Over the past few months I've collected things here and there to try and make this nursery as calm and dreamlike as possible, but furniture was the one area that proved frustrating. I'd love more than anything to waltz into Pottery Barn and scoop up anything I want from their nursery collection, but money is a little tight with all our home remodels, and spending a grand here and there on nursery art and furniture just doesn't seem like the responsible thing to do. Luckily my parents bought us a beautiful new baby crib as a gift, so that was taken care of but I still needed a sidetable and a rocking chair.

After exhausting all searches on the Internet, I hit up my local consignment store looking for any type of table that I could modify. My only requirement? That it have French Provincial legs. Surprisingly these types of tables are more obscure than I thought, but just as I was about to leave the store empty-handed, I noticed this little hutch on provincial legs hiding under a rolled up rug:

(Ignore that goopy stuff on it. This was taken after we brought the thing home and slathered on some stripper compound to get rid of that awful Grandma patina walnut stain.) Grandma-furniture coloring aside, I saw major potential in this piece, especially with the adorable beveled detailing on the drawer and the steel mesh grids on the doors.

Since I'm conveniently pregnant at the moment, I had J work with all chemicals to antique this thing back to life so it would fit in a little girl's nursery. Like the diligent husband he is, J got to work stripping off the icky veneer. . .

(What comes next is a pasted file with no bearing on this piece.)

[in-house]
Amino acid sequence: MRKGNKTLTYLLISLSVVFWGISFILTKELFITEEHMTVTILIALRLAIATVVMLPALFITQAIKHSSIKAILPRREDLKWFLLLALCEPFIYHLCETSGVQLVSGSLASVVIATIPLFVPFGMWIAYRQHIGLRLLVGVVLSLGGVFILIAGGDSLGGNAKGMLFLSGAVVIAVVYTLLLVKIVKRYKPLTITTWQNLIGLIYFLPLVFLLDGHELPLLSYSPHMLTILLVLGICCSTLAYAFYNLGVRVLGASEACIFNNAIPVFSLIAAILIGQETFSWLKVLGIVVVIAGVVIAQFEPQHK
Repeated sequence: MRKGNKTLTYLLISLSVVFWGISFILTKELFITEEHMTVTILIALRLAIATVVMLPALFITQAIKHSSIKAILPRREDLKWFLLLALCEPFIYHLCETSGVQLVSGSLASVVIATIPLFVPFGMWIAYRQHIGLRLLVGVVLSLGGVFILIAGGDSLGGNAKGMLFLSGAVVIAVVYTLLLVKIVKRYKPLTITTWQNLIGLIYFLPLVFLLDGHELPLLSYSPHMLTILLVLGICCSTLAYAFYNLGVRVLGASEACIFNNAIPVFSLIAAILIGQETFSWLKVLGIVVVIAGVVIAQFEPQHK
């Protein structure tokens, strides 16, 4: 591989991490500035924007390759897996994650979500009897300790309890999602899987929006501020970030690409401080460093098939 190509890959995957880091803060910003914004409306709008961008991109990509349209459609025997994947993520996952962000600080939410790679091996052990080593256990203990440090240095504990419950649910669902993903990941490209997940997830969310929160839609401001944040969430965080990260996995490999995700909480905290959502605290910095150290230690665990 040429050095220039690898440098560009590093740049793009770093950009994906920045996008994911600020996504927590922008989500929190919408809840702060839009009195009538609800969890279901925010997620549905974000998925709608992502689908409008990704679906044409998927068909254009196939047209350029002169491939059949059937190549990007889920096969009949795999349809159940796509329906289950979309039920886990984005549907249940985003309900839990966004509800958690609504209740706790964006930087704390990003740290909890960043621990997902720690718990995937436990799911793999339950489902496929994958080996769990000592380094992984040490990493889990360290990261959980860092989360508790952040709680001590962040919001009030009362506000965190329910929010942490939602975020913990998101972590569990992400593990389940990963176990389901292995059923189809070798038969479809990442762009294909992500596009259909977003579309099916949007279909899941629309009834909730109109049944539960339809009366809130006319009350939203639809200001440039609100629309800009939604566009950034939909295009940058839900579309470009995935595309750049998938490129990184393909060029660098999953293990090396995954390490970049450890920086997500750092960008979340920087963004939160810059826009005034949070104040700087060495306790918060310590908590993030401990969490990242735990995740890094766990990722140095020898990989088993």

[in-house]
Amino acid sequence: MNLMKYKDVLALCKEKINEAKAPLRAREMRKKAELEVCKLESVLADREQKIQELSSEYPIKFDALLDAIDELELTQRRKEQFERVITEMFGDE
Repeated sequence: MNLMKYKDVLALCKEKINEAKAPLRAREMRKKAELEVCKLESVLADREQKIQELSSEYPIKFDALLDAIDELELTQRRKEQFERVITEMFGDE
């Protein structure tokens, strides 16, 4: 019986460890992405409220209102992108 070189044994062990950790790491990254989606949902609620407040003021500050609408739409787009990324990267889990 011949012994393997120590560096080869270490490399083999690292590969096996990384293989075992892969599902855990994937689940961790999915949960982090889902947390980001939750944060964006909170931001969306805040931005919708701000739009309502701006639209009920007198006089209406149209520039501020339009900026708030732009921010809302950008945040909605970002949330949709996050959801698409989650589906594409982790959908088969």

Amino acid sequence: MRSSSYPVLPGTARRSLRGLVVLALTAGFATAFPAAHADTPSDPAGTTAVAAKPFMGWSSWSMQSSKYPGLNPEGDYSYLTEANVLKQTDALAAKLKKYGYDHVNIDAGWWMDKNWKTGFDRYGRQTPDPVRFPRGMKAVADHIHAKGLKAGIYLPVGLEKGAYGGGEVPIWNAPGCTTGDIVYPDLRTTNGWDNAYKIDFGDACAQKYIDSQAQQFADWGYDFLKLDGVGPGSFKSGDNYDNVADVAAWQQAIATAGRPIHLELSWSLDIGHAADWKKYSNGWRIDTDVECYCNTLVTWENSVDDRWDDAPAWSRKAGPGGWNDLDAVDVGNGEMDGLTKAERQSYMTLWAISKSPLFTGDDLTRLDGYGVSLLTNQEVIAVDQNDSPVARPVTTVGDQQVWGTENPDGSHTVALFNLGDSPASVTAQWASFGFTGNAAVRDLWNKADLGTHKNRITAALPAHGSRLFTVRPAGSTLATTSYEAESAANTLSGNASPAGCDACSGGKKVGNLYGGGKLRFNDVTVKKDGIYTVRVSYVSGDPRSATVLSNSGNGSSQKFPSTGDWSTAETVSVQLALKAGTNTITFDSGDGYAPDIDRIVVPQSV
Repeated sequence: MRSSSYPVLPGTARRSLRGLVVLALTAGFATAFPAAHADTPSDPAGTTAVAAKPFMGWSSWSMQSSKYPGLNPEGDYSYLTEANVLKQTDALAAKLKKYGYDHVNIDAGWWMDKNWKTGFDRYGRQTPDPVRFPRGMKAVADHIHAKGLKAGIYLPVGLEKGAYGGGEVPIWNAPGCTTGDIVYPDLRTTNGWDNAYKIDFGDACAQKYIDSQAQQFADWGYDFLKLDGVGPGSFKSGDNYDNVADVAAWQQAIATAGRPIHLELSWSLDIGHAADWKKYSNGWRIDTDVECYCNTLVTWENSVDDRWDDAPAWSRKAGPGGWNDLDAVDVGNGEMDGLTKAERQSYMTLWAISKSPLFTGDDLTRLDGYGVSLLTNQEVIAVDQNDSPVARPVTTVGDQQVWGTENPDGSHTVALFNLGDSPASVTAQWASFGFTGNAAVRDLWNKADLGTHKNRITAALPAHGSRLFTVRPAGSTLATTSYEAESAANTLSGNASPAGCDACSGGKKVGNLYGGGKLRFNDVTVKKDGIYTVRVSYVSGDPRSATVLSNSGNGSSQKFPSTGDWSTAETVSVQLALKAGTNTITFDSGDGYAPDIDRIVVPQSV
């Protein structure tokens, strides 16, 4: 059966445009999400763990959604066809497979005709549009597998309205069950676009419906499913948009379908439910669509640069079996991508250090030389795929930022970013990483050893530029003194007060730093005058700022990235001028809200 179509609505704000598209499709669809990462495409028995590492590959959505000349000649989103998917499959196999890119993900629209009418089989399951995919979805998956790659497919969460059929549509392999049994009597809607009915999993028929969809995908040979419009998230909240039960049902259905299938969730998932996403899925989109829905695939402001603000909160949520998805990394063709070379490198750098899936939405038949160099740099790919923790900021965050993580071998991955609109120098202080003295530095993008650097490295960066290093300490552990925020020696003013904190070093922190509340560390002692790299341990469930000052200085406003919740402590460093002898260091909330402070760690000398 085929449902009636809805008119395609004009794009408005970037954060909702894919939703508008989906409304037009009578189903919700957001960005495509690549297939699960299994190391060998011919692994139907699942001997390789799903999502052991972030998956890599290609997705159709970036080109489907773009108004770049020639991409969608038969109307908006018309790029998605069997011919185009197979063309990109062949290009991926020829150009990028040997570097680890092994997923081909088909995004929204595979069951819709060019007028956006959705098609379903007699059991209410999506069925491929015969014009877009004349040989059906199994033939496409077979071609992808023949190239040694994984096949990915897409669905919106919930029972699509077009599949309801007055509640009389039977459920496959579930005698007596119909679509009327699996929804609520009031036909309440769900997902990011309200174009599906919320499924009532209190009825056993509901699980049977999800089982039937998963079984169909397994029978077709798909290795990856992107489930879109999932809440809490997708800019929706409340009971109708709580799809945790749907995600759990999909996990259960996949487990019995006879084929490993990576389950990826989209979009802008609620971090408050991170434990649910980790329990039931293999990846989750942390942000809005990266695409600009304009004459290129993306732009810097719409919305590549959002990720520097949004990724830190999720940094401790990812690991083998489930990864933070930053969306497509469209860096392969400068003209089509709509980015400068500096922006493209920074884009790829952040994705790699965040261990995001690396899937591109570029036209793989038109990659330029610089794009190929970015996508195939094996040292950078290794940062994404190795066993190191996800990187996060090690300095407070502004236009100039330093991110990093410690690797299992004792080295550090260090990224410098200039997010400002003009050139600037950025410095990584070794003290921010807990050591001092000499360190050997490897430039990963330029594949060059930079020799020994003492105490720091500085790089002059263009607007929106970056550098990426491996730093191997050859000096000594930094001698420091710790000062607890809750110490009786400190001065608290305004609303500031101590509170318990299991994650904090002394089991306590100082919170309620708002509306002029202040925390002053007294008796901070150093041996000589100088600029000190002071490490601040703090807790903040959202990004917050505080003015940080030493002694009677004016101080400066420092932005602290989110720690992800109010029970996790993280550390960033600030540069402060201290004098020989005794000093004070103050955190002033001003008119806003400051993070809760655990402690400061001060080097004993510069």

This part took about two hours in 90-degree temps. Ugh.
Stripped and ready for painting. Much better already!
After perusing various design blogs, I decided to have J spray my little table with Rustoleum's "Heirloom White" paint in satin. I'm absolutely obsessed with this color -- it's a slight off-white with no yellow undertones like other off-whites. Two cans of spray paint and a sanding around all beveling and curves later, the final product was magnifique!:

Nice legs.
Love these curves.
The perfect nursery addition.

Materials Breakdown:

French table: $65
Stripper: $5
Mineral Spirits (to clean stripper off): $10
Two cans of spray paint: $8
Sandpaper: $4

Total Cost: $92

At just under a hundred dollars, I would say this project was a success! Especially considering that it was a solid wood piece and a hundred bucks barely gets you a heap of particle board at Target. We're currently at work antiquing a vintage rocker I found at another consignment store -- pics coming soon.
Blog Widget by LinkWithin